How the Rums of Puerto Rico Program Works: An Interview with Director Alexandra Salgado

In every discussion of American rum, one question almost always pops up:

How exactly do you define the style of “American rum”?

Are there certain characteristics or tendencies that make a rum produced in the United States distinct from rum produced elsewhere?

Unfortunately, the answer to that question is pretty unsatisfying. It’s similar to what you’d get if you asked people from Texas, Tennessee, and South Carolina if there’s an “American style” of barbecue:

Kind of, but not really.

With so many distilleries in different parts of the country trying their hand at rum—many for the first time—any attempt to define an overarching style is rendered useless by the many exceptions that will exist to it.

In other words, there are plenty of American rums that are different from what you’ll find in other countries…but they’re not always different in a cohesive way.

Rather than an overarching national style or standard, it’s more likely that regional styles—and possibly even standards—will develop over the next decade or so.

In fact, there’s one part of the United States that already has its own specific rum standards: Puerto Rico.

Yes, in case you forgot, the small Caribbean island is, in fact, a territory of the United States. Its citizens are American citizens. And since the mid-20th century, Puerto Rico has had its own standards that rum must meet in order to call itself a “rum of Puerto Rico.”

It started in 1948, when a government-owned corporation called the Puerto Rico Industrial Development Company established the Rums of Puerto Rico program to promote the Puerto Rican rum industry and help it maintain certain production standards.

Today, if you visit the Rums of Puerto Rico website at, you’ll see those standards loud and clear:

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But Rums of Puerto Rico isn’t just a collection of standards. It’s a program that actively promotes the rums that meet those standards, like Don Q, Bacardi, and Ron del Barrilito, just to name a few.

Currently, for example, Rums of Puerto Rico is in the midst of a pop-up tour to promote its rums through a series of tastings and parties all across the U.S.

But how exactly does the program work? And could it help us imagine what programs for other rum-producing regions of the U.S. might look like?

Those were the questions I had in mind when I reached out to Rums of Puerto Rico’s director, Alexandra Salgado, to learn more about the program, the pop-up tour, and how she sees the Puerto Rican rum landscape evolving.

Our conversation has been edited for clarity and length.

At a high level, how does the Rums of Puerto Rico program work?

Rums of Puerto Rico is a government program that's part of the Department of Economic Development and Commerce. And it's also an innovation of the Puerto Rico Industrial Development Company. I always say that we are a small marketing agency within a government agency because we are a small group of marketing people that help the rum brands in their promotions and marketing.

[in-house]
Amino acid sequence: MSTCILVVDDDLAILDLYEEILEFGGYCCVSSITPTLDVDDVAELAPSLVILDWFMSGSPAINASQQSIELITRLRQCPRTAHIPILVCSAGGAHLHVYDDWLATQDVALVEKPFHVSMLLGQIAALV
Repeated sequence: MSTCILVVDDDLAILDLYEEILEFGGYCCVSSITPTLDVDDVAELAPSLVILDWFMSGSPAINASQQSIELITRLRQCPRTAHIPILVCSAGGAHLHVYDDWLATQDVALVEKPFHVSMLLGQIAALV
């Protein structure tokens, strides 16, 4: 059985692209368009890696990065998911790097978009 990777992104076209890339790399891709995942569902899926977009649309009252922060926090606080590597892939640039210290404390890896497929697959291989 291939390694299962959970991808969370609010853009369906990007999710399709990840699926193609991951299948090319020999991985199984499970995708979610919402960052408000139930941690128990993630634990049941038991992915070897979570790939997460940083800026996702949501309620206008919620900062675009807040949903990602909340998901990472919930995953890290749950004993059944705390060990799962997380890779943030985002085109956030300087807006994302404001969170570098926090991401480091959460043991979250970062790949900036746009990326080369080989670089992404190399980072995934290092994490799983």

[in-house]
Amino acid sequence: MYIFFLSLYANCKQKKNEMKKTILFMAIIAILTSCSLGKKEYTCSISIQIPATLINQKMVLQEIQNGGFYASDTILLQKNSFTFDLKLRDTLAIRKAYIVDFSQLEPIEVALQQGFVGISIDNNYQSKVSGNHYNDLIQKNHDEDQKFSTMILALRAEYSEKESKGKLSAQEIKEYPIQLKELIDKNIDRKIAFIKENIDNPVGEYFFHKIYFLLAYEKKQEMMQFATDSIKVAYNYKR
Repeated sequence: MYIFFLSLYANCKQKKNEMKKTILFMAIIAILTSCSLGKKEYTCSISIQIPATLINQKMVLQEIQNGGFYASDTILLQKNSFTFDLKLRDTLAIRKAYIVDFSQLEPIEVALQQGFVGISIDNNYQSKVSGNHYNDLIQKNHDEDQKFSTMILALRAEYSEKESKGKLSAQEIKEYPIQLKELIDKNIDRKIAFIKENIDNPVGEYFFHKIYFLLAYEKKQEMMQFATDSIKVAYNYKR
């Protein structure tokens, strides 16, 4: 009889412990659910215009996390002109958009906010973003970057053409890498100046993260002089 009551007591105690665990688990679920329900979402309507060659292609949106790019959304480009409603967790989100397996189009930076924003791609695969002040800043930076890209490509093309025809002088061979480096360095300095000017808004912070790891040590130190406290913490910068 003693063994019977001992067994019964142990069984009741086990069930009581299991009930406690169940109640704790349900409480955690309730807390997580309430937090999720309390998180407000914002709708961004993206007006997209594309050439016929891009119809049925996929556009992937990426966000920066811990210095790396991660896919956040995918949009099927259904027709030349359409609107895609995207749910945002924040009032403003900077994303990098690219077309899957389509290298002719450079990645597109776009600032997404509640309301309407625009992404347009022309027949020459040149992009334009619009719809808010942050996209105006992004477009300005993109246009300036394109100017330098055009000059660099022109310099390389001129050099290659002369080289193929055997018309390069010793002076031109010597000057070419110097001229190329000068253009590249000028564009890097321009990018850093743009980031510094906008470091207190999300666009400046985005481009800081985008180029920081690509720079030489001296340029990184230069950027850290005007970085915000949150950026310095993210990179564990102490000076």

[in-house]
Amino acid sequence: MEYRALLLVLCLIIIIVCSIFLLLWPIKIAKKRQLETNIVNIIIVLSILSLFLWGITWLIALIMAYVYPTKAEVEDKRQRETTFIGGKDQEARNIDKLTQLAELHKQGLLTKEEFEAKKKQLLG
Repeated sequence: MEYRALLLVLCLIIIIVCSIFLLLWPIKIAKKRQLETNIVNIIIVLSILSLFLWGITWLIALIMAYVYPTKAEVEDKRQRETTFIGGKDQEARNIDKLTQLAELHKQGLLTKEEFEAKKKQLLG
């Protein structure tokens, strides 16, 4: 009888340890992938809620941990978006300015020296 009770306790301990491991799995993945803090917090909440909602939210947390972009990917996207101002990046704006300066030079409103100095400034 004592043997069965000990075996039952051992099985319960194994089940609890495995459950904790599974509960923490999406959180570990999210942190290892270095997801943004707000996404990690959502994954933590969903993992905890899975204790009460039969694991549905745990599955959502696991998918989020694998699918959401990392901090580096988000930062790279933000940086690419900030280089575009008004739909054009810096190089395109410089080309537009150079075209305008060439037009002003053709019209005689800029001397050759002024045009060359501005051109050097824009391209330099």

Why? Because the rum industry is a really important industry to the economy of Puerto Rico. It represents over $300 million each year to our economy and over 700 jobs in the distilleries. And all this because I'm sure you're aware of the cover-over law that we receive all this money each year thanks the rum that we export to the United States. 

Quick Sidebar About the Cover-Over (this is Will writing again): The rum cover-over is a complicated topic, but at a high level, it means that excise taxes on Puerto Rican rum sold in the U.S. are returned to Puerto Rico (the same goes for the U.S. Virgin Islands). Some of this money can then go back to the distilleries as subsidies. Puerto Rico also receives some excise taxes from rum imported from other countries that’s sold in the U.S. This is in contrast to distilleries in the mainland U.S., which pay the excise tax on every bottle sold, but do not get any of it back. There’s a decent explainer you can read on it here. Okay, back to Alexandra!

So as part of the Department of Economic Development, we help the brands and we also give them incentives to do their own marketing. So we do not control the distilleries and we do not own them. We help with their branding and marketing. We get a lot of sales through the United States, and we get a lot of money to our economy. So it's a really, really important industry for us.

What goes into establishing and maintaining a national identity around rum? How do you go about setting production standards?

Puerto Rico by law has some standards by the Department of the Treasury. In order for a brand to earn the right to say in its label that it’s a rum of Puerto Rico, it has to follow those standards. [The rum] has to be made with molasses. It has to be aged at least one year, which is the most important one. It has to be a continuous distillation process and, of course, it has to be manufactured and distilled in Puerto Rico.

That's why we say we are the rum standard. Because we follow some rules and standards that maybe not other parts of the world follow. And we're also named the rum capital of the world because over the 70% of the rum sold in the United States comes from Puerto Rico.

The seal you’ll find on rums that meet Rums of Puerto Rico’s standards — Image courtesy of  Rums of Puerto Rico

The seal you’ll find on rums that meet Rums of Puerto Rico’s standards — Image courtesy of Rums of Puerto Rico

What are some things happening in Puerto Rican rum right now that people might not know about?

I think the awakening of premium rums, which is part of a global thing that's happening right now. We do have a lot of premium aged rums that are really good, and people are starting to know about them and get an interest in them.

A few years ago, all people drank was white rum and coke, you know? I think that was a misconception because people thought it was a cheap product, that it was nothing comparable to a good brandy or good cognac. And now you have an awakening of premium brands and aged rums, and people are starting to look at rum like something that is really a premium product. So the category is growing really fast.

Has that premiumization caused you to shift the way you market certain products or brands that are part of Rums of Puerto Rico?